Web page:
The slump in luxurious travel helped push BA into its “worst-ever loss of £401m, (and BA) has removed first class accommodation from four of its new long-haul planes, and is to review seating plans for other new aircraft,” the Guardian reports on its hometown airline.
A sign of the times? To be sure. Conspicuous consumption is out – austerity is in. And so it is, with premium seats sitting vacant, along with other industry challenges with reduced business travel, Willie Walsh, BA's chief executive announced he will work for no pay in July. Big deal? “"This is no stunt. I do not easily give up anything I have earned," he said.
Badly injured by the banking crisis, BA lost 13 percent of its lucrative premium bookings over the past six months for north Atlantic routes. Other airlines have fared just as bad with premium travel decreasing by almost 20 percent across the board. The International Air Transport Association anticipates business class to recover once global trade recovers, but the long term prognosis for bankers again flying in flocks across the pond is pessimistic. The banker boom that funded much of BA’s coffers is over.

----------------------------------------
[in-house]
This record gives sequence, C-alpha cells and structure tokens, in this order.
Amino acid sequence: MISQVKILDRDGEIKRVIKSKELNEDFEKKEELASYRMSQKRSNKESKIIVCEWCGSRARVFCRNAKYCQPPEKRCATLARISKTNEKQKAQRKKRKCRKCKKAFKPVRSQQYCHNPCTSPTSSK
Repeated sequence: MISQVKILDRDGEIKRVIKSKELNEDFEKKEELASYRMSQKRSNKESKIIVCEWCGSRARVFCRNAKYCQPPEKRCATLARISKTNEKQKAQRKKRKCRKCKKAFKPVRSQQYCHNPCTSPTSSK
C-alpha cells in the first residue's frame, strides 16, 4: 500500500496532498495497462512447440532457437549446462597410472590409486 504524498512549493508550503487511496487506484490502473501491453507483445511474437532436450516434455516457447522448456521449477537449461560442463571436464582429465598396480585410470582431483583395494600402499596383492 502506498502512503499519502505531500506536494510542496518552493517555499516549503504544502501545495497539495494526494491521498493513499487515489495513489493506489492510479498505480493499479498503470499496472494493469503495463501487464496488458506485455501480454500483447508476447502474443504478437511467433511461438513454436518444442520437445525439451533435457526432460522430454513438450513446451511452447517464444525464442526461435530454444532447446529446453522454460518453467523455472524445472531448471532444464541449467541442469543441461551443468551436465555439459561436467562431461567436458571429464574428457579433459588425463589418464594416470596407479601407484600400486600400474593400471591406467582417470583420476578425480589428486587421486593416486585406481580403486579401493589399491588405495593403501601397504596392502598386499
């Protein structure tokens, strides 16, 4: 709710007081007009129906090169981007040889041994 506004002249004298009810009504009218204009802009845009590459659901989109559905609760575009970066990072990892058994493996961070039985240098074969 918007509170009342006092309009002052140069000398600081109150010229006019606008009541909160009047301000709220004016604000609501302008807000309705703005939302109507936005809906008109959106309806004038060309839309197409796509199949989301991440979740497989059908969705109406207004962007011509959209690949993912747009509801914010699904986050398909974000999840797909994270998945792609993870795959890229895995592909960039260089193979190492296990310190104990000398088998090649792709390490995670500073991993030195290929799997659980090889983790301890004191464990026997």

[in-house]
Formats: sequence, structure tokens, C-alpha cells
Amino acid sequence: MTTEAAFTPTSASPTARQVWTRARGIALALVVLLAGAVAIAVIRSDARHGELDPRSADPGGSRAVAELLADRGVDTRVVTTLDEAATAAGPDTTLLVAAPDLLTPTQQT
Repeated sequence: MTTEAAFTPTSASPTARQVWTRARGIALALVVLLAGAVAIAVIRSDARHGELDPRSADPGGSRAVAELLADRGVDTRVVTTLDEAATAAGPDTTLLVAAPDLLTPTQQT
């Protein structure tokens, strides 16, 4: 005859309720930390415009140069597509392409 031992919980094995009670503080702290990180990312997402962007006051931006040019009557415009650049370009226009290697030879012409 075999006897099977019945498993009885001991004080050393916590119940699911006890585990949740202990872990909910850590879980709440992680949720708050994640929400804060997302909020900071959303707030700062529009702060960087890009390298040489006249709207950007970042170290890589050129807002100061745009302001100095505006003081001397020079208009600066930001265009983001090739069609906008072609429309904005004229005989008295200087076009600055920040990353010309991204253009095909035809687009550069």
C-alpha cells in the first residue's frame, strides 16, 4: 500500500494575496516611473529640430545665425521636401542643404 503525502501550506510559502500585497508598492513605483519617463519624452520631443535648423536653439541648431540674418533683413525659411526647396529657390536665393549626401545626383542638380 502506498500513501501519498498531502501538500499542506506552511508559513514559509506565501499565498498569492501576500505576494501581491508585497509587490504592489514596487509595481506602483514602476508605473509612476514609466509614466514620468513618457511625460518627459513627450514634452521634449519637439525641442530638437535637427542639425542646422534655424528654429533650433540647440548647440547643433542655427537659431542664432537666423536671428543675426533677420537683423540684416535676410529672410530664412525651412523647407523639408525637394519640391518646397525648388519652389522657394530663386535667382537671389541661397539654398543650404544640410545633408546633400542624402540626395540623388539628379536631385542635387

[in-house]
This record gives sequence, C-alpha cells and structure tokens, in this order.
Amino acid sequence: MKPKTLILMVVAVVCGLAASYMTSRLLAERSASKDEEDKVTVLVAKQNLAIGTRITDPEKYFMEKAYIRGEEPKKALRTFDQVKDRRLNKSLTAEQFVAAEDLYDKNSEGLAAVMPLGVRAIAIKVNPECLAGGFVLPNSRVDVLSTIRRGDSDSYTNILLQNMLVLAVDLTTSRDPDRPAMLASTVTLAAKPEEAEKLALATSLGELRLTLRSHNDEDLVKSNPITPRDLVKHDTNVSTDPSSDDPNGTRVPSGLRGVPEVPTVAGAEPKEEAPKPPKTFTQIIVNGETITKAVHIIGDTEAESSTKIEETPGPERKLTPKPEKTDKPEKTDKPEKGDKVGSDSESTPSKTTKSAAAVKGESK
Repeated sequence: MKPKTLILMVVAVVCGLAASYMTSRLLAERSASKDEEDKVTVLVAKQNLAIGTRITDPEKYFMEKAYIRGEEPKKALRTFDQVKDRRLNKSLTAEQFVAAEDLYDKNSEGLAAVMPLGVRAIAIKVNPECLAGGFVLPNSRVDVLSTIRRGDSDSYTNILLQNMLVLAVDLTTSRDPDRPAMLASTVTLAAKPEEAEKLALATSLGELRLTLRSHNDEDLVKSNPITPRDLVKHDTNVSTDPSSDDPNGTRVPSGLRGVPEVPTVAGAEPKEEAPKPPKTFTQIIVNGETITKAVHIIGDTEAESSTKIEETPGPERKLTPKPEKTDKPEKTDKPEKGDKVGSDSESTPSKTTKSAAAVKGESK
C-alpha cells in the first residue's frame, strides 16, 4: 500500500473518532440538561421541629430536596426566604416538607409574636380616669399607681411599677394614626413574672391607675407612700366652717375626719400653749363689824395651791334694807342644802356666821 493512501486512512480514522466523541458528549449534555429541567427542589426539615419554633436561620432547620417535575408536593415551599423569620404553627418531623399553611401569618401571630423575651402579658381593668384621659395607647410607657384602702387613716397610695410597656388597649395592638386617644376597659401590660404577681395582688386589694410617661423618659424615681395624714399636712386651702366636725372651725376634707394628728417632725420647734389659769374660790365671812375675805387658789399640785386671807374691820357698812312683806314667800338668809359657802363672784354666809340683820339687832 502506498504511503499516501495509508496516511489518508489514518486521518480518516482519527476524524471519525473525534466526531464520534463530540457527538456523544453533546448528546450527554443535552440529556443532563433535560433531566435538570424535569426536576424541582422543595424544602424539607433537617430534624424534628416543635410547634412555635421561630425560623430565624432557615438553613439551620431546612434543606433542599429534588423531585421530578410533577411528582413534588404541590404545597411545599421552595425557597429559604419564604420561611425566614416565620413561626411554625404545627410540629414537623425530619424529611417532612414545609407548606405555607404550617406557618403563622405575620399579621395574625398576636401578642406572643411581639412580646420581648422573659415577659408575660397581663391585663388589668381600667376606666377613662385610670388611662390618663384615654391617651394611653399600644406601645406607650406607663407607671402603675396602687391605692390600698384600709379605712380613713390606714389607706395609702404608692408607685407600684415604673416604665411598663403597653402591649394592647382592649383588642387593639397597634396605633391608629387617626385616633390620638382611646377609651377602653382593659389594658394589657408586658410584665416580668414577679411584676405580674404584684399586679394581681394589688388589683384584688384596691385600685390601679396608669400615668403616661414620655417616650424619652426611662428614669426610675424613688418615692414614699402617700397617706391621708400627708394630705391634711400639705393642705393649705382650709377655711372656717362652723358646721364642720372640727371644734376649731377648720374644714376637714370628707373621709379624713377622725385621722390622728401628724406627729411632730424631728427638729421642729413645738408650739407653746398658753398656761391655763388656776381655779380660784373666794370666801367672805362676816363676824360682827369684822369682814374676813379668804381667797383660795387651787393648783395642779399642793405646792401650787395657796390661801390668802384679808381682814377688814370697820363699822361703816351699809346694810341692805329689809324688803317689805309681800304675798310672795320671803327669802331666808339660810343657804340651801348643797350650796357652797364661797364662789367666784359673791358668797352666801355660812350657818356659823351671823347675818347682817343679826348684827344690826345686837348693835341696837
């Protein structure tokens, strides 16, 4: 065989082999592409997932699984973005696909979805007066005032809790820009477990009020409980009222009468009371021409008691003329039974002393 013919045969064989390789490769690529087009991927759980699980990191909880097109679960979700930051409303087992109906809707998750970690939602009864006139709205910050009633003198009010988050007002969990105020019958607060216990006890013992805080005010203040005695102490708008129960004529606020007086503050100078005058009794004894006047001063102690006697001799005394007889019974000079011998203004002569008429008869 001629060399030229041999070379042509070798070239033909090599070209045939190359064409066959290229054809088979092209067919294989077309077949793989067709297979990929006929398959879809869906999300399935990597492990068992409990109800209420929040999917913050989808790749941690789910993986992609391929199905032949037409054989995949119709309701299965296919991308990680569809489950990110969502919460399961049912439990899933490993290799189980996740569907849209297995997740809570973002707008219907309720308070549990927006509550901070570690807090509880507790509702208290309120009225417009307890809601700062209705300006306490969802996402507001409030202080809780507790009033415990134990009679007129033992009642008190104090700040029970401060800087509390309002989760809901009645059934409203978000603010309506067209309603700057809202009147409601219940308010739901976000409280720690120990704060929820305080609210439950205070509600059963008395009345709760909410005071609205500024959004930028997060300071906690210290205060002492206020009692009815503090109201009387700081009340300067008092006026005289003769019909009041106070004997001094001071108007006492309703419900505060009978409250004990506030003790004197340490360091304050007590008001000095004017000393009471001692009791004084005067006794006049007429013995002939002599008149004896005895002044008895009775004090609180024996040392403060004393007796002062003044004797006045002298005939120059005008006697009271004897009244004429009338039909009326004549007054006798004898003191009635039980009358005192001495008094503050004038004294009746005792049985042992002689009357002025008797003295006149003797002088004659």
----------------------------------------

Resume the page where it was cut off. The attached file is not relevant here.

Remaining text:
British Airways will not be changing its name to Bankers Airline anytime soon.
Walsh admitted that the cost of ripping out seats in the existing fleet is too great to get rid of first class in existing planes, leading industry watchers to speculate that upgrades for economy class travellers might become a more common occurrence. "In the short term we would have to spend money to do it and that's not necessary," said Walsh.
The cost of refitting an aircraft, at millions of pounds per plane, means that airlines will have to turn to riskier strategies such as overbooking flights until their new aircraft orders arrive. Airlines can guarantee strong revenues from economy class passengers if they overbook the back of the plane. Under that scenario, any passenger who is the victim of an overbooking could be upgraded to one of the many empty seats in business class, or bumped to another flight. The Guardian